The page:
[Python-Dev] PEP for Better Control of Nested Lexical Scopes
spam4bsimons at yahoo.ca
Thu Feb 23 03:46:09 CET 2006
On 22-Feb-06, at 9:28 PM, python-dev-request at python.org wrote:
> On 21-Feb-06, at 11:21 AM, Almann T. Goo" <almann.goo at gmail.com>
>>> Why not just use a class?
>>> def incgen(start=0, inc=1) :
>>> class incrementer(object):
>>> a = start - inc
>>> def __call__(self):
>>> self.a += inc
>>> return self.a
>>> return incrementer()
>>> a = incgen(7, 5)
>>> for n in range(10):
>>> print a(),
>> Because I think that this is a workaround for a concept that the
>> language doesn't support elegantly with its lexically nested scopes.
>> IMO, you are emulating name rebinding in a closure by creating an
>> object to encapsulate the name you want to rebind--you don't need
>> workaround if you only need to access free variables in an enclosing
>> scope. I provided a "lighter" example that didn't need a callable
>> object but could use any mutable such as a list.
>> This kind of workaround is needed as soon as you want to re-bind a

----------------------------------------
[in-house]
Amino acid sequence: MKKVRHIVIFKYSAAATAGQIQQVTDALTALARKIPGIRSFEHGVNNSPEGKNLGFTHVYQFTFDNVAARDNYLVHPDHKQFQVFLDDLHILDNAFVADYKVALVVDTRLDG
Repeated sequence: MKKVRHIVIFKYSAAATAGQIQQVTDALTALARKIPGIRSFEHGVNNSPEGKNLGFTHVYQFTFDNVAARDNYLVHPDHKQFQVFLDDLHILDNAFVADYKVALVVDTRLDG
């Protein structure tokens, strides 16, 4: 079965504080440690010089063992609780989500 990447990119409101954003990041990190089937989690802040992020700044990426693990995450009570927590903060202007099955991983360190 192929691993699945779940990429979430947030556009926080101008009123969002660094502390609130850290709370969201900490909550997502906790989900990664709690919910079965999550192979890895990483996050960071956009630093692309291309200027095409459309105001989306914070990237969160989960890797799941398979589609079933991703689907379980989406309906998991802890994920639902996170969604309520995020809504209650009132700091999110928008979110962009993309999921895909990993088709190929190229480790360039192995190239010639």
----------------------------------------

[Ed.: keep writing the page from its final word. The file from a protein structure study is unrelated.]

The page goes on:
>> parent scope's name, except in the case when the parent scope is the
>> global scope (since there is the "global" keyword to handle this).
>> It's this dichotomy that concerns me, since it seems to be against
>> elegance of Python--at least in my opinion.
>> It seems artificially limiting that enclosing scope name rebinds are
>> not provided for by the language especially since the behavior with
>> the global scope is not so. In a nutshell I am proposing a solution
>> to make nested lexical scopes to be orthogonal with the global scope
>> and removing a "wart," as Jeremy put it, in the language.
>> Almann T. Goo
>> almann.goo at gmail.com
> If I may be so bold, couldn't this be addressed by introducing a
> "rebinding" operator? So the ' = ' operator would continue to
> create a new name in the current scope, and the (say) ' := '
> operator would for an existing name to rebind. The two operators
> would highlight the special way Python handles variable / name
> assignment, which many newbies miss.
> (from someone who was surprised by this quirk of Python before:
> Brendan Simons
Sorry, this got hung up in my email outbox. I see the thread has
touched on this idea in the meantime. So, yeah. Go team.
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